$35m to fast-track rheumatic heart disease vaccine
The Australian Government has announced $35 million for a national consortium to eradicate rheumatic heart disease — a deadly and devastating illness largely affecting Indigenous communities.
Rheumatic heart disease (RHD) is a complication of bacterial streptococcus A infections of the throat and skin. If left untreated, it can cause the immune system to become overactive and antibodies to damage the heart valves.
Most commonly seen in adolescents and young adults, RHD is the leading cause of cardiovascular inequality between Indigenous and non-Indigenous Australians. Aboriginal and Torres Strait Islander people are 64 times more likely than non-Indigenous people to develop the disease and nearly 20 times as likely to die from it.
Provided by the Medical Research Future Fund (MRFF), the new funding will enable the manufacture and testing of a number of Strep A vaccines currently being developed and fast-tracking of clinical trials in Australia. The consortium will be led by the Telethon Kids Institute in Perth, with the Murdoch Children’s Research Institute (MCRI) in Melbourne serving as a key partner.
The aim is to accelerate availability of a vaccine for use in Australia and internationally.
“Our government is building on the work of the Coalition to Advance New Vaccines Against Group A Streptococcus (CANVAS) initiative by providing $35 million over three years to fund the creation of a vaccine that will bring an end, once and for all, to RHD in Australia,” said Minister for Indigenous Health Ken Wyatt.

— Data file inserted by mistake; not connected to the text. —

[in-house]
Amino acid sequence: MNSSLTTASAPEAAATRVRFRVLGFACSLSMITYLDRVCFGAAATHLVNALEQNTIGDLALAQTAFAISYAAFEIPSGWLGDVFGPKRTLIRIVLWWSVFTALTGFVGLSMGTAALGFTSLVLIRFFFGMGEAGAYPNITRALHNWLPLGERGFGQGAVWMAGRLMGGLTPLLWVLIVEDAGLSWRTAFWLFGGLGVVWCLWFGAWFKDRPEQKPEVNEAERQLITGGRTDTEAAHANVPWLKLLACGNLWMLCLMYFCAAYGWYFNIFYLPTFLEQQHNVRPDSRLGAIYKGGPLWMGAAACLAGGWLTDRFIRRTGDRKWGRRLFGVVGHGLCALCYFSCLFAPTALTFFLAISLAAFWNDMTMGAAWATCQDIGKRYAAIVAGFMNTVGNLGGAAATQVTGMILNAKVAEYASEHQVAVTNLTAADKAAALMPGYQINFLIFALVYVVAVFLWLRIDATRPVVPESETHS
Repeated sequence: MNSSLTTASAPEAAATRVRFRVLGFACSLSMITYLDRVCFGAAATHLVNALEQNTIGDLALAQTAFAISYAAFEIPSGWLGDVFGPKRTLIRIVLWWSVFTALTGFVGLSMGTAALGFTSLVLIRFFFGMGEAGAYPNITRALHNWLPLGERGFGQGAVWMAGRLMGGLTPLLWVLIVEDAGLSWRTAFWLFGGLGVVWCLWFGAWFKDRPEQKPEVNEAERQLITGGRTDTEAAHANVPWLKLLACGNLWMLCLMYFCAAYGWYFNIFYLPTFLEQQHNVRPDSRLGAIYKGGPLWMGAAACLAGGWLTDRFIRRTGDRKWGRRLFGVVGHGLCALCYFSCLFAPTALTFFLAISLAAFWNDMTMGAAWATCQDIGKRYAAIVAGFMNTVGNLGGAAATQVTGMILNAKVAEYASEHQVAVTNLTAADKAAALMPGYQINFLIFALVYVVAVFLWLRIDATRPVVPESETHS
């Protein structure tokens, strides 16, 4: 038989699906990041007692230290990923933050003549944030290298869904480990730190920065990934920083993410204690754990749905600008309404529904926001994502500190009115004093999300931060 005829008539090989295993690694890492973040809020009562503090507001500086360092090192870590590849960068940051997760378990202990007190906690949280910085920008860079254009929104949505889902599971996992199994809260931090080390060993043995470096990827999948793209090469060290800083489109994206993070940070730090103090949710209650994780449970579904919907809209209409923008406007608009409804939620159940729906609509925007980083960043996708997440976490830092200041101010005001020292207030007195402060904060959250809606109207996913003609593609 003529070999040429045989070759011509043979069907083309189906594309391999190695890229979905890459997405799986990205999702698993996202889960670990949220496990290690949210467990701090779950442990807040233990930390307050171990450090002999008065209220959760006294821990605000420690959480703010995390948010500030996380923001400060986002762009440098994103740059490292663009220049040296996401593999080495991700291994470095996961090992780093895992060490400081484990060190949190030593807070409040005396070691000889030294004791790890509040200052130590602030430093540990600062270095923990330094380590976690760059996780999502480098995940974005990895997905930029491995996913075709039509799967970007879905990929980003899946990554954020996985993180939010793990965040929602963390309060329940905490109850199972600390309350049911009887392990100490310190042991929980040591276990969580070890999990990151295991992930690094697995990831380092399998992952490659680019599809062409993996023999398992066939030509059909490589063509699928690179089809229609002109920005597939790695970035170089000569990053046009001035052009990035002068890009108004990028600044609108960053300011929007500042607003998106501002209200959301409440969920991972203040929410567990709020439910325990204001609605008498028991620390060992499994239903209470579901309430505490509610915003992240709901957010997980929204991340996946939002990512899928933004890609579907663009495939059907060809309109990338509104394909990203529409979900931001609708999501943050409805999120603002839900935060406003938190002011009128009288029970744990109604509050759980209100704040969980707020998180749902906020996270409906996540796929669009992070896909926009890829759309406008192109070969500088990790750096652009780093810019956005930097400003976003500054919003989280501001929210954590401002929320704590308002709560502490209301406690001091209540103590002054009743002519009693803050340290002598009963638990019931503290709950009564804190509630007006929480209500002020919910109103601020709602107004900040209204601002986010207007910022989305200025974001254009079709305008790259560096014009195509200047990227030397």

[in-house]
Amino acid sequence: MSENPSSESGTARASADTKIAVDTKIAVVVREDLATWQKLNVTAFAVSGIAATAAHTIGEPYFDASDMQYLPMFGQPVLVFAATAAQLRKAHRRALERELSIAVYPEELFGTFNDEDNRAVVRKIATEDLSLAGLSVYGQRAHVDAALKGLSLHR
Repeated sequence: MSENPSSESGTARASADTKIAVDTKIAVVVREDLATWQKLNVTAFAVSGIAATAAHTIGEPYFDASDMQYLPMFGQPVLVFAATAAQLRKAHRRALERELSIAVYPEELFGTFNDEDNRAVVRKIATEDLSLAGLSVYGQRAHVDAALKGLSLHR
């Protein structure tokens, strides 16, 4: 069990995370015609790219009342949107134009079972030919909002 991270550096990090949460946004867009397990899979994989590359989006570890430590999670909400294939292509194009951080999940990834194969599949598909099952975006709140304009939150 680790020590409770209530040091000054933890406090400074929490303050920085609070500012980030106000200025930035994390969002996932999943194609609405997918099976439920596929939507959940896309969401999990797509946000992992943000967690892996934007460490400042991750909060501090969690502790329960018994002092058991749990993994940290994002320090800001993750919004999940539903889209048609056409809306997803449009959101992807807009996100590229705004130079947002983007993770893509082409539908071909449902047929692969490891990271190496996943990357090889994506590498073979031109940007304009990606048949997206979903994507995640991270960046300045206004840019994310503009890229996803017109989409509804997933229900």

“The trials and development, led by Australia’s leading infectious disease experts and coordinated by the Telethon Kids Institute, will give hope to thousands of First Nations people whose lives and families have been catastrophically affected by this illness.”
The End RHD vaccine initiative will be directed by Professor Jonathan Carapetis, Director of the Telethon Kids Institute, and overseen by a scientific advisory board including leading Australian and international experts. The Telethon Kids Institute will accelerate one of four current Strep A vaccine candidates into a clinical trial, while the MCRI will be testing two new vaccines in human volunteers.
“Globally, Strep A is almost as deadly as malaria parasites, tuberculosis bacteria and HIV, but internationally, little has been invested in Strep A research,” said MCRI researcher Professor Andrew Steer, who will play a key role in the collaboration. “This funding is very welcome, because with a new vaccine we could stop Strep A infections in Australia and around the world.”
“A Strep A vaccine is something that researchers here in Australia and around the world have been working on for decades,” added Prof Carapetis.
“With this level of investment from the federal government, we now have the resources to accelerate this work, and make an effective and widely used Strep A vaccine a reality in the foreseeable future.”
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